Node-fiber NOTE OF OBSOLESCENCE

I’m a big fan of this library direction.

I personally think that’s the right architecture/path forward, and this is how I’m developing some of my Meteor apps, decoupling client from sever and offloading the caching and updates to each view layer framework. In the case of React for example, there is useQuery and SWR doing very close to what tracker/minimongo are doing.

This could potentially evolve to be the Meteor 2.0 client data layer, a thin client downloadable from NPM and pluggable to any front-end framework or client.

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Its good to note that its pretty much a work in prigress package. I’m fully committed to it though. :slight_smile:

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If there is an agreement on this direction I think many will step in to help building it.

My take on building survivable open source projects is the same on my viewpoint for larger projects.

  • Composability and layering as the highest priority

Fibers is not a problem, Minimongo is not a problem, DDP is not a problem. In fact, they are great. What makes them less great is that they can’t go without each-other in the current setup. All of these packages are tightly coupled. Removing one will destroy the other.

We need to start focusing on decoupling features, have the individual packages be cross-compatible with the entire ecosystem and leverage Meteor’s build tool with smart packages to create drop-in features for Meteor.

I’ve started the DDP package for that reason. To have something that allows me to optionally connect with other very popular framework and have the best of both Meteor and for example Nuxt and Next.

  • Composable
  • Layered (low level fast changing API vs higher level less changing till never changing API’s / facades)
  • Sprinklable (Optional low level integration for Meteor into existing ecosystems and tools)
  • AWESOME documentation for new and experienced devs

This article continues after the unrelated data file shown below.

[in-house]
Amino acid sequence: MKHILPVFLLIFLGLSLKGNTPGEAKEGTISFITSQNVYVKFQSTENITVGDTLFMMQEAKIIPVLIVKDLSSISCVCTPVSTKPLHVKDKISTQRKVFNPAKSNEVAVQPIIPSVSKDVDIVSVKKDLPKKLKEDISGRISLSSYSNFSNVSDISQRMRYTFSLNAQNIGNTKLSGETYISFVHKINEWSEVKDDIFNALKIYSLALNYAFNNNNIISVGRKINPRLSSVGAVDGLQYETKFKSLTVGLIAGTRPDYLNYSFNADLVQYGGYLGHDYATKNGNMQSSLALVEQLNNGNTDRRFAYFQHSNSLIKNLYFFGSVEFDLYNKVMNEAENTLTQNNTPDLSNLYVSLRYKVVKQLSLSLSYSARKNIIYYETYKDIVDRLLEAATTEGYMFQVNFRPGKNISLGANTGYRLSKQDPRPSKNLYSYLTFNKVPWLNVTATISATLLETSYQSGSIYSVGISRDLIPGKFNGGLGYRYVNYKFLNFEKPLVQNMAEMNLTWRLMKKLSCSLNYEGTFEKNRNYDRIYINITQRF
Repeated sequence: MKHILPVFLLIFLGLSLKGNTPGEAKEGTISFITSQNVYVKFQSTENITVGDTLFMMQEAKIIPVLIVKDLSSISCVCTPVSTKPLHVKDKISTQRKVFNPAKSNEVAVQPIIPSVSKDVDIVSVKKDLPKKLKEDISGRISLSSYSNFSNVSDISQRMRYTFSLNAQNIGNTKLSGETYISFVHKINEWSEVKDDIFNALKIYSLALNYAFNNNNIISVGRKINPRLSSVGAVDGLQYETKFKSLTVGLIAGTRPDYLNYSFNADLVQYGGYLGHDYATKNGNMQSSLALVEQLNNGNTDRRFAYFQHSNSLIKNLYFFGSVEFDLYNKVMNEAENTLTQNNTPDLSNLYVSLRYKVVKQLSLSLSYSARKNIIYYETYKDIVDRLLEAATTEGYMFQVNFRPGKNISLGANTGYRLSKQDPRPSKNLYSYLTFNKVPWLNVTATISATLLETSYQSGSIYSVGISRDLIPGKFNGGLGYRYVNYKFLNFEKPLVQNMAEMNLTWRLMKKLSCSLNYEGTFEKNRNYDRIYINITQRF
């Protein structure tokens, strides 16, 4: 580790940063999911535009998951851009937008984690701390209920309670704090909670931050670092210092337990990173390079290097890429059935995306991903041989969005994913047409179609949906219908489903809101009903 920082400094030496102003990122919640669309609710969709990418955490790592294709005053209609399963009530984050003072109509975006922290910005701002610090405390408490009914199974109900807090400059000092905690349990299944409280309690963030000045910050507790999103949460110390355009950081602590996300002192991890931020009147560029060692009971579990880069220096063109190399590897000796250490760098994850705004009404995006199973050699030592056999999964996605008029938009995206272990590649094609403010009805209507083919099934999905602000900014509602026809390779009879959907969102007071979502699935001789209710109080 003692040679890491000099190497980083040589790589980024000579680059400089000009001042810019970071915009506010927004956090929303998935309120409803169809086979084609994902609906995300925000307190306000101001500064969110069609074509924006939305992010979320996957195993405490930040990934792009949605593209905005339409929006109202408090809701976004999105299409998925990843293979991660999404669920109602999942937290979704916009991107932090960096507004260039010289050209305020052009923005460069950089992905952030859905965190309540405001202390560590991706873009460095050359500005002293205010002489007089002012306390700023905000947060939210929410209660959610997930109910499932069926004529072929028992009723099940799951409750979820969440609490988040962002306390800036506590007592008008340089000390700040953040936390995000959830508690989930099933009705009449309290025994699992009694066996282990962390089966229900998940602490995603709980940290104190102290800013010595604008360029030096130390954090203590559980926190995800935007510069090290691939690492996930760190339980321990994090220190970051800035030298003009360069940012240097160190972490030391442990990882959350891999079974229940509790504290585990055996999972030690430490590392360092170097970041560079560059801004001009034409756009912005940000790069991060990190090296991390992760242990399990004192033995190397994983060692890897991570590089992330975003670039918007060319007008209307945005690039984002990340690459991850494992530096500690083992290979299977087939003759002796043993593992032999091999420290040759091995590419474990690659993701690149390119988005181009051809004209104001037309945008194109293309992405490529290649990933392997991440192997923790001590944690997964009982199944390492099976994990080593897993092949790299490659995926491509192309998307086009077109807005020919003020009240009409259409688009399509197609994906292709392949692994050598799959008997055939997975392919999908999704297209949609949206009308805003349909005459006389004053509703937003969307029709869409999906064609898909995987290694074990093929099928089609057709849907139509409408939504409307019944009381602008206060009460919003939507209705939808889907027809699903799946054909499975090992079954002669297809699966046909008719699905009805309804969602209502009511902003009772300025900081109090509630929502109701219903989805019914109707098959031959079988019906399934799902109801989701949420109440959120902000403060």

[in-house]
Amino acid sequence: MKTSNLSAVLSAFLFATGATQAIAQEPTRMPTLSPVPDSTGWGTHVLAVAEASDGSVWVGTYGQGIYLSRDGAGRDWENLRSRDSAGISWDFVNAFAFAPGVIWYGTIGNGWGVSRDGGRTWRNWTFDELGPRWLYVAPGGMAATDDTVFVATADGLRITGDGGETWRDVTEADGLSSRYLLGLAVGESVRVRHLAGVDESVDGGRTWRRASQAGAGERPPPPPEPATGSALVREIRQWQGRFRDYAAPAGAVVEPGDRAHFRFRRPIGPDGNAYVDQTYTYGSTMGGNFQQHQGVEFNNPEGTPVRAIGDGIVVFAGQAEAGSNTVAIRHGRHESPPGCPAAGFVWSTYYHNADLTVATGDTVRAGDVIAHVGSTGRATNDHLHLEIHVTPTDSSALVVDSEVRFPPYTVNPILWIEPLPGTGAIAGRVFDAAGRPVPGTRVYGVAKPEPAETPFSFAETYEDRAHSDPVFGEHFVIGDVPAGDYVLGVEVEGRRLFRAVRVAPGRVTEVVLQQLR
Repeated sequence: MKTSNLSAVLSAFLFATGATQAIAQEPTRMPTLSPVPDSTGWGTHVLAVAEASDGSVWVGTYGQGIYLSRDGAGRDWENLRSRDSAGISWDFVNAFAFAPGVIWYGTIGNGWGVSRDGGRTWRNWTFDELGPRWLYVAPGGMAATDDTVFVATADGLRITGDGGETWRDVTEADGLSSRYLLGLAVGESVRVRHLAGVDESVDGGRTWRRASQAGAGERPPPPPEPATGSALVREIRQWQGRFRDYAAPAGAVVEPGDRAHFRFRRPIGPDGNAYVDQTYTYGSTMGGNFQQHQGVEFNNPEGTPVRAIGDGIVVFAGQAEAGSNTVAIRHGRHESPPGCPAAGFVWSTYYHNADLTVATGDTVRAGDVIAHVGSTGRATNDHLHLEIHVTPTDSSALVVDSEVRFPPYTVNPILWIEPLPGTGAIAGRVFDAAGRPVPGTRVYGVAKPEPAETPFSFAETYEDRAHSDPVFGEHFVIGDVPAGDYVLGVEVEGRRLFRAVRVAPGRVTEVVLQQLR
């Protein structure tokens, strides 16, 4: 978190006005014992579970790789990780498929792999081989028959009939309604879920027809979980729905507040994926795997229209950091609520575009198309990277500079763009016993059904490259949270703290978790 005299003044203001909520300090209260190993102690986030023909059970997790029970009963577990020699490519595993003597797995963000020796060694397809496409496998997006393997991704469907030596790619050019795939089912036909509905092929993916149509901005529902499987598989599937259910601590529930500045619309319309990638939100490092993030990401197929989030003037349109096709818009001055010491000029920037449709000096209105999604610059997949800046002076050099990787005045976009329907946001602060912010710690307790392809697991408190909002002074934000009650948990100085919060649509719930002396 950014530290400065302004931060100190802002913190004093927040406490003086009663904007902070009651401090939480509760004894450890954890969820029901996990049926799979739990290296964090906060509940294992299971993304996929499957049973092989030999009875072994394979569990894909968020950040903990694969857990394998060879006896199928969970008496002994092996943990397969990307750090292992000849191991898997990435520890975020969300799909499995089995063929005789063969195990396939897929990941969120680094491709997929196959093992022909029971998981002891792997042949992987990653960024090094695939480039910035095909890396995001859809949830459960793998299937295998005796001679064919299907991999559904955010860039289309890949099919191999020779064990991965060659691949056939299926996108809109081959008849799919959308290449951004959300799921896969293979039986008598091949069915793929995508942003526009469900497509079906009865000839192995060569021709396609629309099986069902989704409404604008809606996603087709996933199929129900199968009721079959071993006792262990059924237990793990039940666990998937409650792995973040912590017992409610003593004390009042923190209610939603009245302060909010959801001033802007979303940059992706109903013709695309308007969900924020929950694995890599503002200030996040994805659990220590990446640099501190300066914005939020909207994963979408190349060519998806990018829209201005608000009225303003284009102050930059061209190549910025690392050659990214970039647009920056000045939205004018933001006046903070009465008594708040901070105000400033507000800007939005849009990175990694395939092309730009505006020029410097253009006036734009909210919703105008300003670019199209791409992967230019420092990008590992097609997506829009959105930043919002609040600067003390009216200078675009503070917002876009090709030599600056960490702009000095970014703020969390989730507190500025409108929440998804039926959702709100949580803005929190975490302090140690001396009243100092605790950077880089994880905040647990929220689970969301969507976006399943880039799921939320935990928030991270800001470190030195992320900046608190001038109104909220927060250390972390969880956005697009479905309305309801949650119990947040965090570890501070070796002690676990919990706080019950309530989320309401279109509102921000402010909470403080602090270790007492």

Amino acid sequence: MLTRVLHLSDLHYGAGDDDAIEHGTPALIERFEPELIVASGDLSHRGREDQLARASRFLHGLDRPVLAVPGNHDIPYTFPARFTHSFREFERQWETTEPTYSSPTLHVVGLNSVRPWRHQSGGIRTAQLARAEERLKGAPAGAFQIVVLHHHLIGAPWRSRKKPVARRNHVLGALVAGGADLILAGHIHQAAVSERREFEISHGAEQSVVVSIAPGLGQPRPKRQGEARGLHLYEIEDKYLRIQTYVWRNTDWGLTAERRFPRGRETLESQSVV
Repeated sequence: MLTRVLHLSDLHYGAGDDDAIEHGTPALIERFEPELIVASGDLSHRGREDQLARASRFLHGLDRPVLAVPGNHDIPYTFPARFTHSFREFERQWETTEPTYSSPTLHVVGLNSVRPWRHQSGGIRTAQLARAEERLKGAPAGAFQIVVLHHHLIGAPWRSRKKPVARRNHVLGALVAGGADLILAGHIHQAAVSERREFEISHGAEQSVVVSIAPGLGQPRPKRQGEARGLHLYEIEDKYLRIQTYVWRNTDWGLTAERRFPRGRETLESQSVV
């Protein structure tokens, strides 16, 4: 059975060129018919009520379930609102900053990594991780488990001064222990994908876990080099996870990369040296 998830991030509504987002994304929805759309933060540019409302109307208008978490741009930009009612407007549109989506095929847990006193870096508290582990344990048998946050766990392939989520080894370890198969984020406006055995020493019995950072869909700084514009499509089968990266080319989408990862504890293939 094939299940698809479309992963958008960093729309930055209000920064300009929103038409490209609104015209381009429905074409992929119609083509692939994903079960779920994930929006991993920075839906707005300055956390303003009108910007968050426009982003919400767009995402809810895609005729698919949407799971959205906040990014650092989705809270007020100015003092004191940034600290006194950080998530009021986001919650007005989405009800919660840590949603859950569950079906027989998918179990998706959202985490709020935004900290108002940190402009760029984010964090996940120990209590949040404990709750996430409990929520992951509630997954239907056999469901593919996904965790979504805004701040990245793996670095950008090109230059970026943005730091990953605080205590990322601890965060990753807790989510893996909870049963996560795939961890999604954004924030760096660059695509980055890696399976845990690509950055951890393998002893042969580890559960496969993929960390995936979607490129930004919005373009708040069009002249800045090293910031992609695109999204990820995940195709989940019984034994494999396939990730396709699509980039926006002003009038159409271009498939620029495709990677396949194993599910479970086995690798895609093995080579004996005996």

This is what makes Vue so great. It has been rewritten in the background without actually changing a lot to its high level facade.

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by starting this effort on the right direction (i.e Meteor 2.0 branch), the meteor team/community will surely give a very strong social signal on their intention to keep Meteor around for a very very long time. And I hope benjamn has to some interest in this task

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The former maintainers of mdg worked full time on that, they got paid for that. It was their business. Tiny now took over this business.

The point of tiny acquiring meteor was to keep it alive for current users, to maintain galaxy, give support. I don’t think that they have the intention to do something new. A non-backwards compatible version 2 won’t be accepted by the community, not without a clear migration plan.

The only way out is to slowly reduce the usage of fibers. First in the core and core packages, afterwards i user-space, which is quite hard as explained above. It is not possible to remove fibers (co-routines) without breaking changes for everyone. So there is a long way until a breaking meteor 2.

Its probably easier to either just maintain fibers (its anyway unclear whether it will break at all) or to deprecated the whole pub/sub/collections data-layer (which has other flaws than fibers in my opinion).